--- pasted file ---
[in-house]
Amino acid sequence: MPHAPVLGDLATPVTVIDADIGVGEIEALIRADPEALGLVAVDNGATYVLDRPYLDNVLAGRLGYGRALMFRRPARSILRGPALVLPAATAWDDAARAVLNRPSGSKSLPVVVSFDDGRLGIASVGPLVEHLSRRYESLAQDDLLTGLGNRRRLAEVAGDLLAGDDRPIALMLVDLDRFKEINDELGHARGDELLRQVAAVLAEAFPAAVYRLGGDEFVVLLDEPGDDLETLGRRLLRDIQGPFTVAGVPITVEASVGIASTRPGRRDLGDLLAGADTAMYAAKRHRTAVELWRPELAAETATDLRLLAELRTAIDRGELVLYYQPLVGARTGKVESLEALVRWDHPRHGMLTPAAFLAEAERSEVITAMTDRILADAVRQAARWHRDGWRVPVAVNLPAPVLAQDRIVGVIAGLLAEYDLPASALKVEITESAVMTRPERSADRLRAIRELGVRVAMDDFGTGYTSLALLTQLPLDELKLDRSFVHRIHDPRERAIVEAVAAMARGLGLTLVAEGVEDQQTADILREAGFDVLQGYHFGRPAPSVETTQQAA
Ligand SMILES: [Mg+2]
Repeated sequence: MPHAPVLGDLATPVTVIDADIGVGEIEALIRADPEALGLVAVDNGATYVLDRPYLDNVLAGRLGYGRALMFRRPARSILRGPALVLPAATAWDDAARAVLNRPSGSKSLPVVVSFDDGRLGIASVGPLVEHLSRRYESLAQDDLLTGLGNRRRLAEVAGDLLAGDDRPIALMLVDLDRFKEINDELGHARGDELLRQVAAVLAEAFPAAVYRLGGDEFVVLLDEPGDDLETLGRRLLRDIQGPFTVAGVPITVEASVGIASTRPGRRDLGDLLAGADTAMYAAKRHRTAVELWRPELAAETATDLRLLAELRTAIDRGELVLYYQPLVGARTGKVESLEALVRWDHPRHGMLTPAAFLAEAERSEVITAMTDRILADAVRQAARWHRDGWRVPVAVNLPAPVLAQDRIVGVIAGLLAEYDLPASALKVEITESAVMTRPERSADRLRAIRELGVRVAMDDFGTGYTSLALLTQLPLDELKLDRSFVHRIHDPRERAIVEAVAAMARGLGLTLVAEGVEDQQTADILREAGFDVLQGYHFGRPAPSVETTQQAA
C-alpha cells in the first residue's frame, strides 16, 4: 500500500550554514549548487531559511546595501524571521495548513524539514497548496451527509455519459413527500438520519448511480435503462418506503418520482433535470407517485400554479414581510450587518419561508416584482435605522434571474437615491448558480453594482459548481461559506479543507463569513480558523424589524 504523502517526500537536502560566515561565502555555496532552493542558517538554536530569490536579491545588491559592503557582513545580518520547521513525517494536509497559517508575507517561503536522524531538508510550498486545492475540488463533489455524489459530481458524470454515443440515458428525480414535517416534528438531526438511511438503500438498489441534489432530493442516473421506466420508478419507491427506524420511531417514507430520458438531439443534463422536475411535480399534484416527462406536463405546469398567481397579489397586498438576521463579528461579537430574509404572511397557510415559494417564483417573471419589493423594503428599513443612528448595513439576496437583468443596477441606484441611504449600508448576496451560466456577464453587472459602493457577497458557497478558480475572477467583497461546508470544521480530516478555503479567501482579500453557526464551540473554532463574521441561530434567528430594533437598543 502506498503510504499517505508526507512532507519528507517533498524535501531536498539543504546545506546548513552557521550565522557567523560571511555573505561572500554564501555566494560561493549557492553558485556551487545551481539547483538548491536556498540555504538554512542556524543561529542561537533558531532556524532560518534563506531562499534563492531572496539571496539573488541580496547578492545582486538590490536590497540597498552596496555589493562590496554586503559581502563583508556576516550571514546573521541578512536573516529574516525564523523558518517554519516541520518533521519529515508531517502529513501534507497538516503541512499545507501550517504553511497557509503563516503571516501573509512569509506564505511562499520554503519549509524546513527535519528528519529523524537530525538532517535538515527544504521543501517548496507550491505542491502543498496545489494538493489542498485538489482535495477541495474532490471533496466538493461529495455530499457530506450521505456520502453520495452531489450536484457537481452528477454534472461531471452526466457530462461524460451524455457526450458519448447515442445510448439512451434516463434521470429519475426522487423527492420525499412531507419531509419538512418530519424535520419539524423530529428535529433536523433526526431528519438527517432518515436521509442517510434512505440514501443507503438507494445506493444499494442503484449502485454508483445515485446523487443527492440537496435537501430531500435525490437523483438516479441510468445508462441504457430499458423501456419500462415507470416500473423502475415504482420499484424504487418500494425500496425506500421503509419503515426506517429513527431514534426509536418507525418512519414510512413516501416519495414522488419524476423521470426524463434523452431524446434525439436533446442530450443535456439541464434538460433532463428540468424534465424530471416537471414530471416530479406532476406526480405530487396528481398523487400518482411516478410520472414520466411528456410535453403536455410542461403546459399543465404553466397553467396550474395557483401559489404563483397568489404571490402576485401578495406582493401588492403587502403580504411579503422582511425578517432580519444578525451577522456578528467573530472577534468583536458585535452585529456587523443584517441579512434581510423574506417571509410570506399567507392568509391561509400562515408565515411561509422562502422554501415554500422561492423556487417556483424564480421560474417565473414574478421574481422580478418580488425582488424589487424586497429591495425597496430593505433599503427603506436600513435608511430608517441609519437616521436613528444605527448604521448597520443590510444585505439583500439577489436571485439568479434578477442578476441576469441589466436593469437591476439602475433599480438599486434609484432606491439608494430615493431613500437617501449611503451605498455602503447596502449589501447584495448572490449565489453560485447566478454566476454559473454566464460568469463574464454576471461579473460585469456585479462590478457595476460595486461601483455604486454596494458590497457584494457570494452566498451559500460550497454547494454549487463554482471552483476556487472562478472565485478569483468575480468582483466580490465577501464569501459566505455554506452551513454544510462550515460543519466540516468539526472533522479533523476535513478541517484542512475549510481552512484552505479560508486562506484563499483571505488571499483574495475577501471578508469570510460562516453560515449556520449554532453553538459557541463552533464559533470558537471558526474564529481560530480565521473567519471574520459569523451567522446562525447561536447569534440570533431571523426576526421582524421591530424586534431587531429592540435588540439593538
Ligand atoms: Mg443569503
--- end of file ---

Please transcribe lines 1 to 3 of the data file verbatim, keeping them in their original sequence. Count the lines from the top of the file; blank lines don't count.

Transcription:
[in-house]
Amino acid sequence: MPHAPVLGDLATPVTVIDADIGVGEIEALIRADPEALGLVAVDNGATYVLDRPYLDNVLAGRLGYGRALMFRRPARSILRGPALVLPAATAWDDAARAVLNRPSGSKSLPVVVSFDDGRLGIASVGPLVEHLSRRYESLAQDDLLTGLGNRRRLAEVAGDLLAGDDRPIALMLVDLDRFKEINDELGHARGDELLRQVAAVLAEAFPAAVYRLGGDEFVVLLDEPGDDLETLGRRLLRDIQGPFTVAGVPITVEASVGIASTRPGRRDLGDLLAGADTAMYAAKRHRTAVELWRPELAAETATDLRLLAELRTAIDRGELVLYYQPLVGARTGKVESLEALVRWDHPRHGMLTPAAFLAEAERSEVITAMTDRILADAVRQAARWHRDGWRVPVAVNLPAPVLAQDRIVGVIAGLLAEYDLPASALKVEITESAVMTRPERSADRLRAIRELGVRVAMDDFGTGYTSLALLTQLPLDELKLDRSFVHRIHDPRERAIVEAVAAMARGLGLTLVAEGVEDQQTADILREAGFDVLQGYHFGRPAPSVETTQQAA
Ligand SMILES: [Mg+2]